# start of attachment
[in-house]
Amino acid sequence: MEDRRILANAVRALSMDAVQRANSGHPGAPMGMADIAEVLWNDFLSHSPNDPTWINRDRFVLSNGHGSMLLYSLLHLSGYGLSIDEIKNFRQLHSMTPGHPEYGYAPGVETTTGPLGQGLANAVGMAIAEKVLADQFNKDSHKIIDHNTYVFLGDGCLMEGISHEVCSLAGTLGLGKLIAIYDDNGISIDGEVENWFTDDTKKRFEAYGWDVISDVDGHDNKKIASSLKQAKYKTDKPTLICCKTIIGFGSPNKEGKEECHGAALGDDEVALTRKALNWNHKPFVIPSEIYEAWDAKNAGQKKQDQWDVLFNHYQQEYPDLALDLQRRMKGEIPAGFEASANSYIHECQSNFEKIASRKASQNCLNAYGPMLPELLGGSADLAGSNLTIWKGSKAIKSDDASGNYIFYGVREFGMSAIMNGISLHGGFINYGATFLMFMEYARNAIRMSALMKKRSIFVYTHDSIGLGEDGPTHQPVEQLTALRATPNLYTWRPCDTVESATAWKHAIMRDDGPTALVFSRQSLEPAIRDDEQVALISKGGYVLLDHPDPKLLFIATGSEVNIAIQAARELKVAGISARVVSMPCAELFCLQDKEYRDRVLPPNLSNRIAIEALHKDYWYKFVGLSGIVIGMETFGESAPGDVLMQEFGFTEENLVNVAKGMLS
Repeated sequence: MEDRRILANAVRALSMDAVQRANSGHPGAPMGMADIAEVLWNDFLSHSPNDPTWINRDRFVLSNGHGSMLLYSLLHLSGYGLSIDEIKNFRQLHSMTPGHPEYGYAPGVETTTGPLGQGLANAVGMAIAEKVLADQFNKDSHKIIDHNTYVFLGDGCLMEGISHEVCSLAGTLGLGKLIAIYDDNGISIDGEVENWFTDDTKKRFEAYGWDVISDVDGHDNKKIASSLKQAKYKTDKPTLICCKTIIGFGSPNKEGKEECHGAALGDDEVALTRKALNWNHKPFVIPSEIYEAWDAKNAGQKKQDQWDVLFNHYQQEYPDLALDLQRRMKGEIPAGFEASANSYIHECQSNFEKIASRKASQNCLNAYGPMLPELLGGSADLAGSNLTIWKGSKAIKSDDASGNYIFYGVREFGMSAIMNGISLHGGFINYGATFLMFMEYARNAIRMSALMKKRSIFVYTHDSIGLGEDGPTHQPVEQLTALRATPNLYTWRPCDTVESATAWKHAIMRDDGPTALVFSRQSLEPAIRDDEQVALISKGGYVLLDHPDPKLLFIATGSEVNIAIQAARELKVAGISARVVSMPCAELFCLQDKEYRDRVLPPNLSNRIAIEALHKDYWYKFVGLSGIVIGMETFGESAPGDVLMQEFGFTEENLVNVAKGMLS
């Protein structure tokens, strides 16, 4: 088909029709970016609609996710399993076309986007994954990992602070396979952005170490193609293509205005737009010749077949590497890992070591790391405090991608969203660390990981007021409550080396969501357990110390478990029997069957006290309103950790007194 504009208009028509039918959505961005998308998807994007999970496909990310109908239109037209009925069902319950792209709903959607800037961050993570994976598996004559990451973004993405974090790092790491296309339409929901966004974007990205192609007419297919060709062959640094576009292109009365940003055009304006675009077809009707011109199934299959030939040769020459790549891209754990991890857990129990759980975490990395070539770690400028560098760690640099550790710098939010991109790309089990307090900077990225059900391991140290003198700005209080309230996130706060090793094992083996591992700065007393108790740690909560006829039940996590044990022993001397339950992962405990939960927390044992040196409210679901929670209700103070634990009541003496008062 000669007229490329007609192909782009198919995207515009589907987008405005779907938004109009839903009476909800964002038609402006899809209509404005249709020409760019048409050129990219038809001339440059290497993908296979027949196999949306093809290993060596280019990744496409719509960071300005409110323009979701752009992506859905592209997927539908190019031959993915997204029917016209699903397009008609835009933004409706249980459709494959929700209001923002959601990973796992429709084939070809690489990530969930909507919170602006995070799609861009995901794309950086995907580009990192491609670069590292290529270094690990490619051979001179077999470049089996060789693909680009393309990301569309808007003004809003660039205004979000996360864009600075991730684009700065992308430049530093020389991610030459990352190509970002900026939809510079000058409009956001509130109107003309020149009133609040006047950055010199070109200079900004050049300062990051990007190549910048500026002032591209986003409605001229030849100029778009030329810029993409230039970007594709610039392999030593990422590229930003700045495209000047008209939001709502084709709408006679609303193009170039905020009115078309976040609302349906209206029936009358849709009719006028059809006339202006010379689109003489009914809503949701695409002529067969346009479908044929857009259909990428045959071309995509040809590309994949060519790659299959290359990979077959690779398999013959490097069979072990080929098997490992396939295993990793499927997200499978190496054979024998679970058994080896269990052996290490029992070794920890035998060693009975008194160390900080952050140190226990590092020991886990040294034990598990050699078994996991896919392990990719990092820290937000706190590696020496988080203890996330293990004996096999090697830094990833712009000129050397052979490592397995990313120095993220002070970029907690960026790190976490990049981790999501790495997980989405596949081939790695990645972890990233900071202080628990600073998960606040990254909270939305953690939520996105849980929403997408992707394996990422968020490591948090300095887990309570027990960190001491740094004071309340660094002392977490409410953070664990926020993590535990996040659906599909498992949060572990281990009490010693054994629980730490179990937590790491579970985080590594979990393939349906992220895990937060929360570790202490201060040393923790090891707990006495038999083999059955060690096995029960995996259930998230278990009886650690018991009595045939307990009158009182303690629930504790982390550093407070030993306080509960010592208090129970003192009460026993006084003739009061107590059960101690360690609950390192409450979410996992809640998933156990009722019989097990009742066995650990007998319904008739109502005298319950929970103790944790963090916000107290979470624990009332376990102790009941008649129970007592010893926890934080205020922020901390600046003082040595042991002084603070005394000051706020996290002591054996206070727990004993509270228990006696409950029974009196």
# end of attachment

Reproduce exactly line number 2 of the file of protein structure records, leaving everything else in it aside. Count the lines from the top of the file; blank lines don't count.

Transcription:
Amino acid sequence: MEDRRILANAVRALSMDAVQRANSGHPGAPMGMADIAEVLWNDFLSHSPNDPTWINRDRFVLSNGHGSMLLYSLLHLSGYGLSIDEIKNFRQLHSMTPGHPEYGYAPGVETTTGPLGQGLANAVGMAIAEKVLADQFNKDSHKIIDHNTYVFLGDGCLMEGISHEVCSLAGTLGLGKLIAIYDDNGISIDGEVENWFTDDTKKRFEAYGWDVISDVDGHDNKKIASSLKQAKYKTDKPTLICCKTIIGFGSPNKEGKEECHGAALGDDEVALTRKALNWNHKPFVIPSEIYEAWDAKNAGQKKQDQWDVLFNHYQQEYPDLALDLQRRMKGEIPAGFEASANSYIHECQSNFEKIASRKASQNCLNAYGPMLPELLGGSADLAGSNLTIWKGSKAIKSDDASGNYIFYGVREFGMSAIMNGISLHGGFINYGATFLMFMEYARNAIRMSALMKKRSIFVYTHDSIGLGEDGPTHQPVEQLTALRATPNLYTWRPCDTVESATAWKHAIMRDDGPTALVFSRQSLEPAIRDDEQVALISKGGYVLLDHPDPKLLFIATGSEVNIAIQAARELKVAGISARVVSMPCAELFCLQDKEYRDRVLPPNLSNRIAIEALHKDYWYKFVGLSGIVIGMETFGESAPGDVLMQEFGFTEENLVNVAKGMLS